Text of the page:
1. Toggle proxies at the touch of a button
As a troll and all round butthole, I use proxies almost all of the time when
surfing. This is especially useful for sites such as
OSNews which log your IP address when
you post. That said, I sometimes try to visit, say,
Slashdot only to find that my current
proxy is banned. At this point I'd like to be able to push a button or use
a keyboard shortcut to just switch the proxy off.
At the moment, in Firefox 0.9 (just as an example) I have to go to the Tools
menu, click "Options", click "General", click "Connection Settings..." and
select "Direct connection to the Internet". I'd love to be able to just press
a button instead. Better still, someone should make a module to cycle through
a list of proxies, changing over to the next one in the list when you press
2. Keep it reasonably speedy
I'm looking at you, Firefox. When the latest major version was first released, I and all of
the other Firebird-on-Lunix fanboys immediately rushed out, downloaded it,
and plonked it in our /opt/ directory. There were improvements all
round but for one large annoyance: whenever downloading anything or
installing a new module, Firefox freezes for about 30 seconds and acts slow
and jerky until the download or install finished. (Or, more likely,
cancelled it in frustration.) And that sidebar just still isn't quite
I know I'm bashing the latest versions of Firefox disproportionately much on this subject but
I am pissed off that in their drive for the Windows platform they seem to
have generally fucked over the Linux version. Oh, well.
3. Invert colours with one click
Time for another fantasy: I'd like a nice button which, when clicked, would
rerender the page with all colours inverted. When I'm surfing at 1AM with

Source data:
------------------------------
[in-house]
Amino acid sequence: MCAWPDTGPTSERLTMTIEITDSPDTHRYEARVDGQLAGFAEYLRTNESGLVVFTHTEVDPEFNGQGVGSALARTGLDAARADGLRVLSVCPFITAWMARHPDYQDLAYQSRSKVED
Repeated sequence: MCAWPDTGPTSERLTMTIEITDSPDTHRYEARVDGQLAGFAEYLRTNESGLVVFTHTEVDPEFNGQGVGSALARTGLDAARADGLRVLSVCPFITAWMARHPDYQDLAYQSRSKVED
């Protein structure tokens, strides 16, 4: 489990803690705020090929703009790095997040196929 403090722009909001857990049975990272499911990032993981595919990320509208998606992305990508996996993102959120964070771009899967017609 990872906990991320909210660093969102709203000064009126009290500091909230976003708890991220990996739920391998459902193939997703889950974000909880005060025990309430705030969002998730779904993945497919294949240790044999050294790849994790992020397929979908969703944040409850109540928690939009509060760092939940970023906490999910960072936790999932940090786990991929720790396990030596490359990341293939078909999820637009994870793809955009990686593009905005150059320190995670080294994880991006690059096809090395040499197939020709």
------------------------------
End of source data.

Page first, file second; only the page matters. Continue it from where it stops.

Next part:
no lights turned on, I don't want to be browsing a site with a
dark background and suddenly being blinded when hopping over to
their bright white backgrounds. I press the button, and the background goes
4. Save sessions regardless of crashing
Though there is a
saving plugin for Firefox, it doesn't work when Firefox crashes as it
occasionally does. Mozilla,
Konqueror have no kind of session
persistence at all.
The only browser I've used which has done this right is
5. Be smart about alternate stylesheets
Konqueror does this right, but I don't think any other browser does. In
Konqueror if I visit a site with a choice of multiple stylesheets I can
choose which one to use. You can do the same in Firefox. But only Konqueror
will continue to use a non-default stylesheet if I follow a hyperlink or
change page. In Firefox I have to choose my desired stylesheet on every new
page I visit if it isn't the default.
6. Do as I say
unable to view sites which use anything
more complex. And if I press Escape to stop the page loading, that means
stop everything, not "stop downloading any more HTML but carry on loading
images and Flash".
Konqueror is slightly better in some respects, but doesn't always follow the
semantic information in markup. My copy of Konqueror renders
first-level, second-level and third-level headings all at the same font size,